The simplest lesson in love often takes a lifetime to learn..
Having written a romance novel and having spent a lifetime engaged in mortal combat with the opposite sex, I speak with considerable authority on the topic of love, labor and losing one’s mind, all in the pursuit of romantic enlightenment. I have watched as an entire industry has emerged giving rise to motivational and self help books and media, seeking to unravel the gordian knot, that is love. Thousands of self-anointed love guru’s chatter with endless enthusiasm on the topic of romance and love. They create a dense fog of complexity around all matters of love often contradictory and leading to total paralysis by analysis. We now have “wellness and life coaches” who can (for a modest fee) assist with all of the accoutrements of love and every aspect of our introspective obsessions. One can hire stylists, “life coaches”, matchmakers, relationship psychologists, physics and listen to endless podcasts all endeavouring to analyse our particular “problems”. It is that one question that seems to have baffled all men (and women) down through the ages… why doesn’t she/he like me?
At the risk of causing a recession within this new industry and inflicting injury to the countless dilettantes who labor daily providing treacle advice to the masses, I will answer the question posed with brutal simplicity. Before doing so however I would like to acknowledge that my inspiration for this answer lies within another publication, “He’s just not that into you” by Greg Behrendt and Liz Tuccillo. Most would remember its film adaptation in 2009 starring Scarlett Johannsson, Jennifer Anniston and Bradley Cooper amongst others.
The simple message that falls from its pages and which is applicable universally is, that if someone is interested in you romantically, they will let you know.
Of course, there are two sides to the romance dynamic and if the other party is not interested then that is usually the end of the matter. Unrequited love can be frustrating and painful but importantly it must be emphasised that it is self-inflicted. If the other side is not interested don’t inflict further pain upon yourself. Withdraw with dignity and move on. Understand and believe that the universe has someone better in store for you. There are however exceptions to all rules, and as I have often said “the only rule in love, is that there are no rules”.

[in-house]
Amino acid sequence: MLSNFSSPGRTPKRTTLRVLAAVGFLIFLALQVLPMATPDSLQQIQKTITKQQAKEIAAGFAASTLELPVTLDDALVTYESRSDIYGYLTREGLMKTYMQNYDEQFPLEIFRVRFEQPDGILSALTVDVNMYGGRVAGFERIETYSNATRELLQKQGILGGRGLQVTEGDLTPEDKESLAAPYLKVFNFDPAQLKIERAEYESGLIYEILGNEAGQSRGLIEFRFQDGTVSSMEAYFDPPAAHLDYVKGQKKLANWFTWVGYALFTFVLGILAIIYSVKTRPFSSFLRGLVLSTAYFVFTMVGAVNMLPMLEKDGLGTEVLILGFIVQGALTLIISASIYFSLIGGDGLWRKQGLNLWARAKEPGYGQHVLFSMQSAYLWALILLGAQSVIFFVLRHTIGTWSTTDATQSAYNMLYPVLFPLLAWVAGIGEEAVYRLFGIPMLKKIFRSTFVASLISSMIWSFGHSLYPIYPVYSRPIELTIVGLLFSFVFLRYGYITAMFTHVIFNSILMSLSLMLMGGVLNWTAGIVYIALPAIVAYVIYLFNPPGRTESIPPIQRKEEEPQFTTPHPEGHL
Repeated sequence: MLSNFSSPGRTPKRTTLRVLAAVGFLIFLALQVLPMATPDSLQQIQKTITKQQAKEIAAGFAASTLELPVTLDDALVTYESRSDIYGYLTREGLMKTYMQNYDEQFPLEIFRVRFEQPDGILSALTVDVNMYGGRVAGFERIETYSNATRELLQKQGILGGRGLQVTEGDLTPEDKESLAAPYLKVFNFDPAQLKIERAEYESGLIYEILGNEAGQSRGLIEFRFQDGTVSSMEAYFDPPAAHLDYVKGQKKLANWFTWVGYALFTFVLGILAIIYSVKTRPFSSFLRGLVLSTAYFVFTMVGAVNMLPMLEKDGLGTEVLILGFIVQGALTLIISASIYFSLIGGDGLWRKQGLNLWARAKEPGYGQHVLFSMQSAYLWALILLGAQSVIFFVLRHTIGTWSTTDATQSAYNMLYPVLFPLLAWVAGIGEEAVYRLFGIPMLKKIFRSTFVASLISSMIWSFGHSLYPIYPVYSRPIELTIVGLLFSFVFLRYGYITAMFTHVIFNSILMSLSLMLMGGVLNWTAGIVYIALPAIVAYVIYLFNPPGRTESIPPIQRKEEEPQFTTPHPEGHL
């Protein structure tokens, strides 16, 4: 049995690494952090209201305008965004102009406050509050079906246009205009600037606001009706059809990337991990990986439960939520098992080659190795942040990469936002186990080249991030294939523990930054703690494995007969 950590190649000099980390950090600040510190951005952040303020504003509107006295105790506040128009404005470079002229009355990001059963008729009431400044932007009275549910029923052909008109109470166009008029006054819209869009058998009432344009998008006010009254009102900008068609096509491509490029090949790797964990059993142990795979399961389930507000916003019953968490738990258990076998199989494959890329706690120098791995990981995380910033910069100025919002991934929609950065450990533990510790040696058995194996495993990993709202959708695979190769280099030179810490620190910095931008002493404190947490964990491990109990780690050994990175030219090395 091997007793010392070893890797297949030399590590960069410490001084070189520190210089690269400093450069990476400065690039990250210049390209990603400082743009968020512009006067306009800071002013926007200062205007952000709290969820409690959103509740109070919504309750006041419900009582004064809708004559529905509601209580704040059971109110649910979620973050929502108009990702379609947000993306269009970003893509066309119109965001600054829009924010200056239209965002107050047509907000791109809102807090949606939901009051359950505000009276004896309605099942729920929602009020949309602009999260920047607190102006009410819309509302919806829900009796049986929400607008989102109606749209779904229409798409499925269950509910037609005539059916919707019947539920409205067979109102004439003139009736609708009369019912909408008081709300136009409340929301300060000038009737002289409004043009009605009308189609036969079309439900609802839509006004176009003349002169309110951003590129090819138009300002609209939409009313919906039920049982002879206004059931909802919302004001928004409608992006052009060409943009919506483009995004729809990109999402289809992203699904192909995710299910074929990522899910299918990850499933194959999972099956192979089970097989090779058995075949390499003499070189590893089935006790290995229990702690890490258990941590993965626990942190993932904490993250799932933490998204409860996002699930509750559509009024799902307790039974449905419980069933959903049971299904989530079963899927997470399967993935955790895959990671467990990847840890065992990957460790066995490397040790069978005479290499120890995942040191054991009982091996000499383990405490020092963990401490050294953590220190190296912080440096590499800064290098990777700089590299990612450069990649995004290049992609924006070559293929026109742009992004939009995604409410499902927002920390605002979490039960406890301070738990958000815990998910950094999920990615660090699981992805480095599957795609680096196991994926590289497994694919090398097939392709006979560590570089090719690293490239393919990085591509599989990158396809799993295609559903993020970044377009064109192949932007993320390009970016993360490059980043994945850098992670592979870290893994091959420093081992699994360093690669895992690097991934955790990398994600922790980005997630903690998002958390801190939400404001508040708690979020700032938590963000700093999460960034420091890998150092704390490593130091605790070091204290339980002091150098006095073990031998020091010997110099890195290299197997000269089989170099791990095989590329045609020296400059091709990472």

My most recent experience bears this out. I had been dating a number of girls and had also met a professional colleague who impressed me with her wit and intelligence. I could sense that she clearly liked me, and we would often share drinks and or dinner together after meetings and which proved surprisingly enjoyable. I was oblivious to the fact that she had fallen profoundly in love with me and I continued with my dating, meeting women who true to form, provided great initial promise and attraction but ultimately failed to hold my interest. Always quick with a text or an invitation, my colleague would be available for a dinner or a catch up. I had become great friends with her. We were not dating but such was my closeness to her that I felt strangely guilty when I was with someone else. I suddenly realised that I had feelings for her. I had built a foundation of friendship and I realised that I wanted to be with her. My heart opened to her. She never gave up on love.
So, it’s really so simple, but it can take a lifetime to understand. The rules of engagement for love are in my opinion straightforward. Follow them for a happy life and save the money that you would otherwise spend on team neurotic.
If you are interested in someone let them know. Part of the magic of life and love are the many and various opportunities available to express this. If they don’t reciprocate, move on.
Be honest and always forthright. The modern phenomenon of “ghosting” is the act of a coward. If you don’t like someone have the guts to tell them. Do it with compassion and care, consider someone’s interest in you as a compliment not a threat.
Always be honest in love and act with integrity.
Acknowledge 1, 2 and 3 but ultimately follow your heart; because the only rule is, there are no rules.
Believe in yourself, listen to the signs, follow your heart and you will save a lifetime of angst and neurotic introspection.
Never give up on love
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JD Watt, author of the book “BURNT”; the shocking true story of a woman’s deception and a man’s broken heart, is a divorced, devastatingly handsome, affluent single 51-year-old professional. He lives in the wealthy Eastern Suburbs of Sydney Australia. He is also a blogger giving his advice on love, relationships, sex and dating from the perspective of a middle-aged guy having learnt so much from his decade long search for “the one”.
Intelligent, established, sophisticated, cultured, honest, kind, loving, generous, tall and handsome, JD is every woman’s dream.
He offers advice on relationships and how to read the signs, so you never get “BURNT”. JD believes in love and so should you. BURNT by JD Watt is available on Amazon, Kindle and on online Booksellers globally. Download or buy your copy today.
JD Watt is not a psychologist or therapist; he bases his advice and opinions on his own life experience.